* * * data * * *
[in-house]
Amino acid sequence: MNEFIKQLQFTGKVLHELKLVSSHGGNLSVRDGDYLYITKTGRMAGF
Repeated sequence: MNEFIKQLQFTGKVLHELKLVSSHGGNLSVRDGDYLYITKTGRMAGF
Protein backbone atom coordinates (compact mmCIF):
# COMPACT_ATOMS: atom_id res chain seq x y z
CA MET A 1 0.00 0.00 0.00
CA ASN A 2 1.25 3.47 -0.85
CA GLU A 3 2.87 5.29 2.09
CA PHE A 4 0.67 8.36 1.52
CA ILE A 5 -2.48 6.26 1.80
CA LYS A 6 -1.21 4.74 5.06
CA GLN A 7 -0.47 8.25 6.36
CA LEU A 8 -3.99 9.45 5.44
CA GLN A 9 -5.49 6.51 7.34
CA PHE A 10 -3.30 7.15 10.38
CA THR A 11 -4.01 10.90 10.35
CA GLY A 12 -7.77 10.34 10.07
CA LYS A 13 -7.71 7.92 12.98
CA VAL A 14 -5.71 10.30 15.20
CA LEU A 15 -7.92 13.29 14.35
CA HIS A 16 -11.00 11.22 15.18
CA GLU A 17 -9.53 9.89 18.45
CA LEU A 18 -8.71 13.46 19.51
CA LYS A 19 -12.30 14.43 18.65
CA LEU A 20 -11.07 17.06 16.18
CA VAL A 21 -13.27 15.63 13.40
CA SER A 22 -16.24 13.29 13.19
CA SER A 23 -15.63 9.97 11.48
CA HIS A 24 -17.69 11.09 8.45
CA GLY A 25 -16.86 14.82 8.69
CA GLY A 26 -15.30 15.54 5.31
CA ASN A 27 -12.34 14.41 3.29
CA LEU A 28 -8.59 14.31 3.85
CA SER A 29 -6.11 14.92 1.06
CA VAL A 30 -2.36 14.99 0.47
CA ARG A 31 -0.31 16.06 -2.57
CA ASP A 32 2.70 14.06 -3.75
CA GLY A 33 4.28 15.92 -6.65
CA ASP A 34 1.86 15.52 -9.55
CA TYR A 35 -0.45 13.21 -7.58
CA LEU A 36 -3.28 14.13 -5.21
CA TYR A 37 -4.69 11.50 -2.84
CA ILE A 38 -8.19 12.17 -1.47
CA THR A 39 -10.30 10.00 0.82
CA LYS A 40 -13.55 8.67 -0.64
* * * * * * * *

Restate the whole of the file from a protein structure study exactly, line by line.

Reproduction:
[in-house]
Amino acid sequence: MNEFIKQLQFTGKVLHELKLVSSHGGNLSVRDGDYLYITKTGRMAGF
Repeated sequence: MNEFIKQLQFTGKVLHELKLVSSHGGNLSVRDGDYLYITKTGRMAGF
Protein backbone atom coordinates (compact mmCIF):
# COMPACT_ATOMS: atom_id res chain seq x y z
CA MET A 1 0.00 0.00 0.00
CA ASN A 2 1.25 3.47 -0.85
CA GLU A 3 2.87 5.29 2.09
CA PHE A 4 0.67 8.36 1.52
CA ILE A 5 -2.48 6.26 1.80
CA LYS A 6 -1.21 4.74 5.06
CA GLN A 7 -0.47 8.25 6.36
CA LEU A 8 -3.99 9.45 5.44
CA GLN A 9 -5.49 6.51 7.34
CA PHE A 10 -3.30 7.15 10.38
CA THR A 11 -4.01 10.90 10.35
CA GLY A 12 -7.77 10.34 10.07
CA LYS A 13 -7.71 7.92 12.98
CA VAL A 14 -5.71 10.30 15.20
CA LEU A 15 -7.92 13.29 14.35
CA HIS A 16 -11.00 11.22 15.18
CA GLU A 17 -9.53 9.89 18.45
CA LEU A 18 -8.71 13.46 19.51
CA LYS A 19 -12.30 14.43 18.65
CA LEU A 20 -11.07 17.06 16.18
CA VAL A 21 -13.27 15.63 13.40
CA SER A 22 -16.24 13.29 13.19
CA SER A 23 -15.63 9.97 11.48
CA HIS A 24 -17.69 11.09 8.45
CA GLY A 25 -16.86 14.82 8.69
CA GLY A 26 -15.30 15.54 5.31
CA ASN A 27 -12.34 14.41 3.29
CA LEU A 28 -8.59 14.31 3.85
CA SER A 29 -6.11 14.92 1.06
CA VAL A 30 -2.36 14.99 0.47
CA ARG A 31 -0.31 16.06 -2.57
CA ASP A 32 2.70 14.06 -3.75
CA GLY A 33 4.28 15.92 -6.65
CA ASP A 34 1.86 15.52 -9.55
CA TYR A 35 -0.45 13.21 -7.58
CA LEU A 36 -3.28 14.13 -5.21
CA TYR A 37 -4.69 11.50 -2.84
CA ILE A 38 -8.19 12.17 -1.47
CA THR A 39 -10.30 10.00 0.82
CA LYS A 40 -13.55 8.67 -0.64